Having a strong process for data governance helps improve the quality of the data that a business collects and stores. It does so by helping to ensure that all of the data is accurate and complete, and provides a sense of consistency across all data because it will all fall under the same governance plan.

This high-quality and complete data that you have can then be used more effectively. Properly stored data will be easier to access and apply to the decision-making process, making it easier to create concrete business plans based on the information that you have. Strong data governance plans also help improve financial performance, through this enhanced and informed approach to decision-making and planning.

Data governance also allows a business to maximize another one of its key assets, money. Clearly outlined processes for managing and storing data makes it so fewer resources need to be put into the process; this improves operational efficiency across the board. Also, having a clear plan helps a business see where their money is going when it comes to data storage and management, making it easier to maximize the efficiency of this process.

Finally, data governance plans include additional training that focuses on how data should be handled. This helps to make sure that no data is lost and helps to mitigate the risks of critical data being compromised later on. The increased training that a data governance plan provides will reduce security violations.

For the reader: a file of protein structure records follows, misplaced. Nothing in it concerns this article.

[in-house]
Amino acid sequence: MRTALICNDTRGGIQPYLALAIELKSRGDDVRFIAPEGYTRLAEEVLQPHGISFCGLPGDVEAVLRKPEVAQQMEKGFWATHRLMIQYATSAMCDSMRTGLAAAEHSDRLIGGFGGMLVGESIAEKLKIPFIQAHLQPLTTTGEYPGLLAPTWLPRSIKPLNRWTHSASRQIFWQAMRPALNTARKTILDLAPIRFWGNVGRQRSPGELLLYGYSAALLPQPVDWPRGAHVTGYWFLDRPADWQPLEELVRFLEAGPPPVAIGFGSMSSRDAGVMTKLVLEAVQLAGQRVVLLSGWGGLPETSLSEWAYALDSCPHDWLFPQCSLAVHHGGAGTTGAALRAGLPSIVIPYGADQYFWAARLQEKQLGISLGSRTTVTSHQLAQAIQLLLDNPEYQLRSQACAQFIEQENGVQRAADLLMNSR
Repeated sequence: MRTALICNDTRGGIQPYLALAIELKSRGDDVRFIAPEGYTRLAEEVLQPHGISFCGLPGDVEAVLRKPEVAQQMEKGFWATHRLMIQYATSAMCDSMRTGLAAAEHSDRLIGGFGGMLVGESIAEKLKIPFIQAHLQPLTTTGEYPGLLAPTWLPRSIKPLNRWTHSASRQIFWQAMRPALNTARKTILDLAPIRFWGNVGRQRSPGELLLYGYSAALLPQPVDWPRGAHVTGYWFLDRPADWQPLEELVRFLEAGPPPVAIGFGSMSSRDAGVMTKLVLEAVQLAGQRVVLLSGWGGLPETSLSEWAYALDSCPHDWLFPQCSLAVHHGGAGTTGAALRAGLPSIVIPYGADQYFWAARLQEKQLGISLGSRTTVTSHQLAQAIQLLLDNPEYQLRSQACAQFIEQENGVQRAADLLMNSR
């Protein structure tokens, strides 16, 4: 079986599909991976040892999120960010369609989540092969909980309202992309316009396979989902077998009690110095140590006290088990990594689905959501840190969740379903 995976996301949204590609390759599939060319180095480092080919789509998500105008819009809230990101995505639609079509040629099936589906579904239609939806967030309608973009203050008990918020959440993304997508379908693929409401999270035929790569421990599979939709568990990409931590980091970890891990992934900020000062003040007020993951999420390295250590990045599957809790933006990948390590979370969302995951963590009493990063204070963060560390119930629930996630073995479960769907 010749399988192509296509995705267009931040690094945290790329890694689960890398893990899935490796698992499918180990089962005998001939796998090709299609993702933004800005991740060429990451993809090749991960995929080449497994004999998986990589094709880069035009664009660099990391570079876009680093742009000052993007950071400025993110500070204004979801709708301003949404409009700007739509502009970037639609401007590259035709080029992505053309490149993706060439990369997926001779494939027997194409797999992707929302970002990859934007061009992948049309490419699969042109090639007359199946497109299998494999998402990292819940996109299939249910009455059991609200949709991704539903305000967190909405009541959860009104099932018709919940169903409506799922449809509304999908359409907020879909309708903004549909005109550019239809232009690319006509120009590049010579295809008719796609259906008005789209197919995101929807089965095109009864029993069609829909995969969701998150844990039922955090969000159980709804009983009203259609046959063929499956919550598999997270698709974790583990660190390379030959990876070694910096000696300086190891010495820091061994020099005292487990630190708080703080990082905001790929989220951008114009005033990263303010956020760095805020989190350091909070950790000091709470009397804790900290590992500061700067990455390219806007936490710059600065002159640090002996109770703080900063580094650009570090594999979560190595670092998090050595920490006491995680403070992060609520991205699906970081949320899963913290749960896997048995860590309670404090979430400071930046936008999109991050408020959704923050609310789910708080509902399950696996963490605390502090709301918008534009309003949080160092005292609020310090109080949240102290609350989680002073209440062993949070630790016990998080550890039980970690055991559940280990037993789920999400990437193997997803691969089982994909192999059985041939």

Data governance is something that must be specifically tailored to each business and adapted over time to continually improve the way data is handled. These are just a few of the benefits that it can provide. The way that a strong data governance plan can benefit a business is specific to that one business but, it is a guaranteed roadmap to effective data management across the board. This strengthens businesses and strengthens the necessary data privacy for their clients or customers.

The way that a specific business addresses this process depends on the data governance framework that it creates and adheres to.


What Is a Data Governance Framework?

Supporting business outcomes is important for the future of a business and that can be done by effectively handling data and ensuring that it is used in a consistent way. This is the role that a Data Governance Plan or Data Governance Framework fills for a business. Profisee defines the term data governance as “a set of principles and practices that ensure high quality through the complete lifecycle of your data.”